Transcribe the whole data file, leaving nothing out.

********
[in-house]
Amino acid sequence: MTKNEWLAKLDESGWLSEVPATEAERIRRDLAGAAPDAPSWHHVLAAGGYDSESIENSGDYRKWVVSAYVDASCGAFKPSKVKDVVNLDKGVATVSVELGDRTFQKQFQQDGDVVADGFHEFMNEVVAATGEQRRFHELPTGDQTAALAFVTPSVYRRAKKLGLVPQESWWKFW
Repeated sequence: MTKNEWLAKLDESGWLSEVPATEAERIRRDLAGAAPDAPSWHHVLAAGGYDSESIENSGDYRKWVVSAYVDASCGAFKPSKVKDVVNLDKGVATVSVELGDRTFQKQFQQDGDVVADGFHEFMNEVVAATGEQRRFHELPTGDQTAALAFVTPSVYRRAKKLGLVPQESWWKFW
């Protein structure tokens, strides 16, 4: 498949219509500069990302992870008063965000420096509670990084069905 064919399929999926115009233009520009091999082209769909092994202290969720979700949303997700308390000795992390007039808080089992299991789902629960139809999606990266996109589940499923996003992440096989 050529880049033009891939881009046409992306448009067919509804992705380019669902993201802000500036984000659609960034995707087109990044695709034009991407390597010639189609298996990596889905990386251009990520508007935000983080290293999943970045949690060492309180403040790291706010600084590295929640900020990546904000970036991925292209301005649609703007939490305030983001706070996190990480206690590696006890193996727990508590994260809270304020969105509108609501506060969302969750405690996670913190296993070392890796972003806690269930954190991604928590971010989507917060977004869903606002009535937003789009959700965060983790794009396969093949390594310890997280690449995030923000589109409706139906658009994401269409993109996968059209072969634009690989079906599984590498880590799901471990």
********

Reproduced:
[in-house]
Amino acid sequence: MTKNEWLAKLDESGWLSEVPATEAERIRRDLAGAAPDAPSWHHVLAAGGYDSESIENSGDYRKWVVSAYVDASCGAFKPSKVKDVVNLDKGVATVSVELGDRTFQKQFQQDGDVVADGFHEFMNEVVAATGEQRRFHELPTGDQTAALAFVTPSVYRRAKKLGLVPQESWWKFW
Repeated sequence: MTKNEWLAKLDESGWLSEVPATEAERIRRDLAGAAPDAPSWHHVLAAGGYDSESIENSGDYRKWVVSAYVDASCGAFKPSKVKDVVNLDKGVATVSVELGDRTFQKQFQQDGDVVADGFHEFMNEVVAATGEQRRFHELPTGDQTAALAFVTPSVYRRAKKLGLVPQESWWKFW
């Protein structure tokens, strides 16, 4: 498949219509500069990302992870008063965000420096509670990084069905 064919399929999926115009233009520009091999082209769909092994202290969720979700949303997700308390000795992390007039808080089992299991789902629960139809999606990266996109589940499923996003992440096989 050529880049033009891939881009046409992306448009067919509804992705380019669902993201802000500036984000659609960034995707087109990044695709034009991407390597010639189609298996990596889905990386251009990520508007935000983080290293999943970045949690060492309180403040790291706010600084590295929640900020990546904000970036991925292209301005649609703007939490305030983001706070996190990480206690590696006890193996727990508590994260809270304020969105509108609501506060969302969750405690996670913190296993070392890796972003806690269930954190991604928590971010989507917060977004869903606002009535937003789009959700965060983790794009396969093949390594310890997280690449995030923000589109409706139906658009994401269409993109996968059209072969634009690989079906599984590498880590799901471990």